The author of the book very evidently had some misgivings about disclosing in the pages some events, taking place during the voyage, that may cause embarrassment, or even worse, to various people and especially the 2nd mate. And it was certainly true that rumours of sacking and even divorce were still going the rounds years after. In his epilogue to the 30th edition the good doctor writes:- 'It was only when the pile of author's copies arrived, and we (his friend the pathogist), that a certain doubt came to me. It must have been more or less in the Pathologist's mind also, for he suddenly said:
"Shall you send copies to your old shipmates?"
'The question somehow seemed to crystalise the doubt in my mind; and I began to wonder, when it was too late, how they might like being thus exhibited before the great unknown public. An uncomfortable feeling that they might not take it as kindly as it was meant assailed me. "I don't know," I said dubiously.
'Hesitating about the matter for some days, I finally came to the conclusion that on the whole it would be better not, comforting myself with the thought that sailors never read expensive books of travel, and that these old comrades of mine were away from England so much they might never hear of the liberties I had taken with their personalities.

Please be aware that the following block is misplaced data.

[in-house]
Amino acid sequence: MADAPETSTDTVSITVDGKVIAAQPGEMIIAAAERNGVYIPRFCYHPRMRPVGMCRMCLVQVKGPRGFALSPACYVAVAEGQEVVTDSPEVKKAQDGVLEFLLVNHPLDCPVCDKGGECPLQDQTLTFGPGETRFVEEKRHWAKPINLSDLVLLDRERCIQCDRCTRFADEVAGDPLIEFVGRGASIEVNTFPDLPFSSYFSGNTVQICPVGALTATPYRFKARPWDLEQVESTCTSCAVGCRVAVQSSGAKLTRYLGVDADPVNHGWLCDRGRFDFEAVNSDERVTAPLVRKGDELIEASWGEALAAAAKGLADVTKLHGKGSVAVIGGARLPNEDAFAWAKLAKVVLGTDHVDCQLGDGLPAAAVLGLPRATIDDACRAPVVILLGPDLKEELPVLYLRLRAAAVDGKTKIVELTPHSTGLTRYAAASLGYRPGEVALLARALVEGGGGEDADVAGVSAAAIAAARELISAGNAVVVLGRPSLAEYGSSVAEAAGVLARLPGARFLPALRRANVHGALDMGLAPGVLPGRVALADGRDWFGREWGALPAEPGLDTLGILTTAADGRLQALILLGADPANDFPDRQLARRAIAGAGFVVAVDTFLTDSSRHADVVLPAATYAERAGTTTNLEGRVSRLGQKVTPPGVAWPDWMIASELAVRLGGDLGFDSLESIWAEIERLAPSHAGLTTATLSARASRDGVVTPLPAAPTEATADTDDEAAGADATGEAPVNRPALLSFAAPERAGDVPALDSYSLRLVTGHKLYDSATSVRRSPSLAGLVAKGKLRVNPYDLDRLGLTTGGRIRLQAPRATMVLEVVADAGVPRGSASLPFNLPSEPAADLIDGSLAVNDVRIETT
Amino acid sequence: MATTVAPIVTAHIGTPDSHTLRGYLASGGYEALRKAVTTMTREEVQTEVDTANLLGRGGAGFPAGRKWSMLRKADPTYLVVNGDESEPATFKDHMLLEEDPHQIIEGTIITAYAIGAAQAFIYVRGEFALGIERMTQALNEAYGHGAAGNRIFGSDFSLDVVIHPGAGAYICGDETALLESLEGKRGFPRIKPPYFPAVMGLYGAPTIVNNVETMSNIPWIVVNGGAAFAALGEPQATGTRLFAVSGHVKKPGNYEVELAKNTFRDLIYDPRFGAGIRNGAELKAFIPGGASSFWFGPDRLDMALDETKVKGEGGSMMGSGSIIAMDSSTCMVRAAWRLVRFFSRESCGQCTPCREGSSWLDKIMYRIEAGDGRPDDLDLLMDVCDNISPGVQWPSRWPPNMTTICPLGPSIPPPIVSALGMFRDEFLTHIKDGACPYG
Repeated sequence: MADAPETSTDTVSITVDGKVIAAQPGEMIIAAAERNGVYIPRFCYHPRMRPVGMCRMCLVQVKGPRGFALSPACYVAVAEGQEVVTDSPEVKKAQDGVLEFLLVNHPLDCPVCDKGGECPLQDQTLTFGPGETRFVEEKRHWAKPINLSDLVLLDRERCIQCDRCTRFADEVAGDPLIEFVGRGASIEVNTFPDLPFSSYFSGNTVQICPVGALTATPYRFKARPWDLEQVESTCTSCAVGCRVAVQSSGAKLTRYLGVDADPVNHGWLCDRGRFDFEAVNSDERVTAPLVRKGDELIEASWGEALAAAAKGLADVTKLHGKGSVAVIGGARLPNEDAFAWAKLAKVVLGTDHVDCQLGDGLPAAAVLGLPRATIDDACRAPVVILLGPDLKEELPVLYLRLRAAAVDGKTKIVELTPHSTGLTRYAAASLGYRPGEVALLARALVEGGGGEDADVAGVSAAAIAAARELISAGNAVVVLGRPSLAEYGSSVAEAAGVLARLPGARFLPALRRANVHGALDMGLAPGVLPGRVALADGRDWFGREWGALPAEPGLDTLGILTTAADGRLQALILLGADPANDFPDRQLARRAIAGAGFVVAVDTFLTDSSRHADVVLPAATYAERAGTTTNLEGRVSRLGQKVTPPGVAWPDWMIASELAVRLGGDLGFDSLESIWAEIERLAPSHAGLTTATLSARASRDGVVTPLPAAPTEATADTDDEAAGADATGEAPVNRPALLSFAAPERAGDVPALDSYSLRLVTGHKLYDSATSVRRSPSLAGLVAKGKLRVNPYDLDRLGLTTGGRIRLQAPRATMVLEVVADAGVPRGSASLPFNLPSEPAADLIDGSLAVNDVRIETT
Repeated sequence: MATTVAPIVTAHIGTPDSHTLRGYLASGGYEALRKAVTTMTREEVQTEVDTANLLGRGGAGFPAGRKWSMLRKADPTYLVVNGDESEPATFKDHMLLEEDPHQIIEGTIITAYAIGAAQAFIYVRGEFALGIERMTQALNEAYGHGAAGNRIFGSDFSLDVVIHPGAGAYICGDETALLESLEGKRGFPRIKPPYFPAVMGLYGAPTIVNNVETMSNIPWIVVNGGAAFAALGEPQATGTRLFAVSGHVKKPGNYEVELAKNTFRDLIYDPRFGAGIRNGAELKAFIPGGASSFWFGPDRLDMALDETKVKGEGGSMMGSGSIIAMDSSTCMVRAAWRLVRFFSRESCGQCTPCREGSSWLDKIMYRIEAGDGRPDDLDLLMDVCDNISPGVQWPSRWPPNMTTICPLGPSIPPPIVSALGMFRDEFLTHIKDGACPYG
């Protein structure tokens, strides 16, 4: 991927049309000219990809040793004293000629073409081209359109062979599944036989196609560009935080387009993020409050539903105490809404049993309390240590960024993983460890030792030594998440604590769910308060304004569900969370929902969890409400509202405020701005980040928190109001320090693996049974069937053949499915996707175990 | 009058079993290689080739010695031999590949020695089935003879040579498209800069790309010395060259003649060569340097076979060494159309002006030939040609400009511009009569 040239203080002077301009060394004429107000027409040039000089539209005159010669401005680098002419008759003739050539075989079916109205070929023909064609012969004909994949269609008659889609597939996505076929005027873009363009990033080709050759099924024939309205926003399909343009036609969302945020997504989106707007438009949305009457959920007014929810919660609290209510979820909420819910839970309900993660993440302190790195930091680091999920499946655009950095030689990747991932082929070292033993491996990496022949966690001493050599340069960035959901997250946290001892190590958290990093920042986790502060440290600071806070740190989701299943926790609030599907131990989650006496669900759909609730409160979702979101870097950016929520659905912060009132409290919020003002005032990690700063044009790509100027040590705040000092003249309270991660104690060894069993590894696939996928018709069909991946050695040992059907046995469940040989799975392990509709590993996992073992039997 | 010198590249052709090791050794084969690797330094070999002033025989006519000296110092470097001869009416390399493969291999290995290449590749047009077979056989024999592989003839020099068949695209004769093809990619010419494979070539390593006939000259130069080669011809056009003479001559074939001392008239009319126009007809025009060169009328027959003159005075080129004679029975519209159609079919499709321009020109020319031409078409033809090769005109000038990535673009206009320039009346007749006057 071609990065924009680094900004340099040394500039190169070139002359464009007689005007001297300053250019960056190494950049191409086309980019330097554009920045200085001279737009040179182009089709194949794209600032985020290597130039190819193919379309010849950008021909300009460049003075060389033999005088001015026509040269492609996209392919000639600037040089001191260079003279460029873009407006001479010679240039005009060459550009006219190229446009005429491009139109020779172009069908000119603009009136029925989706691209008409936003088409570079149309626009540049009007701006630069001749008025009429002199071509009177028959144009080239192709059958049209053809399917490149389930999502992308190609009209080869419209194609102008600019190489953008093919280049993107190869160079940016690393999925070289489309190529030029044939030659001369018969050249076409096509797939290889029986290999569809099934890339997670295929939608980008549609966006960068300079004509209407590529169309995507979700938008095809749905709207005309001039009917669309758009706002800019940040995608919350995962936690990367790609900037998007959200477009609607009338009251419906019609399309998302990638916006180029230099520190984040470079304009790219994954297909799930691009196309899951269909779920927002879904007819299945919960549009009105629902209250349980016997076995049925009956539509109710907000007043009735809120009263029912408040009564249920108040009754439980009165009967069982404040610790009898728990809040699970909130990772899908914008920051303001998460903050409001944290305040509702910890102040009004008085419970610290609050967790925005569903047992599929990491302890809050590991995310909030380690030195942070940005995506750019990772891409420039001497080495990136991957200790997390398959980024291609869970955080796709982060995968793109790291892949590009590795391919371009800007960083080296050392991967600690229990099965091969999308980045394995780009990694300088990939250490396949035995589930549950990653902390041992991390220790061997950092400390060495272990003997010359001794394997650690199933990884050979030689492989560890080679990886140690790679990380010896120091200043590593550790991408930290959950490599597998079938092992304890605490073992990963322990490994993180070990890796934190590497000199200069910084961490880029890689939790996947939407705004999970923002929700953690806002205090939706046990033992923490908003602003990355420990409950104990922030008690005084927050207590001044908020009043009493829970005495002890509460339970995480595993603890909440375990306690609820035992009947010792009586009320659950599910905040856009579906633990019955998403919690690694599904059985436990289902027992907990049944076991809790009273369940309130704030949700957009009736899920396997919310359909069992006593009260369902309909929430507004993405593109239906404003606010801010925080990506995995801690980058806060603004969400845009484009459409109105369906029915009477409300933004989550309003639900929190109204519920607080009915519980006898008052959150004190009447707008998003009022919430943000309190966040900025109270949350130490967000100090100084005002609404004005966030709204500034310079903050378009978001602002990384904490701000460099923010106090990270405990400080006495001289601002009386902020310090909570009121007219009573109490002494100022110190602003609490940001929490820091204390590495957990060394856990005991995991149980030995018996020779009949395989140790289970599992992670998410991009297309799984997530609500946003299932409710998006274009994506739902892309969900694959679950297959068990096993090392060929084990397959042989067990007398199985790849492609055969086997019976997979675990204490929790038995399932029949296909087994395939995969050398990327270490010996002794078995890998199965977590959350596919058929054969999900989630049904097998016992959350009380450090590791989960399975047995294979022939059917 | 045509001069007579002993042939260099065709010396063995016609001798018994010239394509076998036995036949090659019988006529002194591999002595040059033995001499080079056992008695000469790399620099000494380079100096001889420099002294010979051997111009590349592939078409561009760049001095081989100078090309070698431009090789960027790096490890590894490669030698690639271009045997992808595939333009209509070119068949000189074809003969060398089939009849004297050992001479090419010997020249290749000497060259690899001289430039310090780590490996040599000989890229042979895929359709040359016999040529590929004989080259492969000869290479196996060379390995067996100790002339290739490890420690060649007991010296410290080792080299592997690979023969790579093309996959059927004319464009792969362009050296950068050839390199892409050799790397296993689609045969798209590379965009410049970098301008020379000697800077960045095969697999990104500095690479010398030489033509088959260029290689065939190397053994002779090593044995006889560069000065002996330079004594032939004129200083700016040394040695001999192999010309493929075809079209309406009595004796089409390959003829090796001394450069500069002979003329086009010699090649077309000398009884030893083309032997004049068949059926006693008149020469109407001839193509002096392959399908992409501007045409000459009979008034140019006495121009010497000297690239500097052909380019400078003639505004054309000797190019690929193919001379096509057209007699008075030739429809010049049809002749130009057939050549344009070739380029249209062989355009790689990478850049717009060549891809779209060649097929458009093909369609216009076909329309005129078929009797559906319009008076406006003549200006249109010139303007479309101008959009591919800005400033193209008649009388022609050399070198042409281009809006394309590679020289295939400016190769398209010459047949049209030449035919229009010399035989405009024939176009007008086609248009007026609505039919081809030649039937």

'But the success of the book defeated me ; and when I found that the Colonial edition had been issued, I knew it was only a matter of months before I should hear from some of them.
'It was the Chief who, characteristically,broke the silence, set my mind at ease, and gave me all the news. One morning I found a letter with a Japanes postmark awaiting me.'
It's sad to conclude that in 1919, the one time 2nd mate of the Polyphemus had achieved command of the same ship, and in waters so familiar to him was responsible for grounding her on rocks departing Hong Kong. His career in Blue Funnel ended. His son did not follow him into the Blue Funnel Line: he went to sea in the Clan Line instead.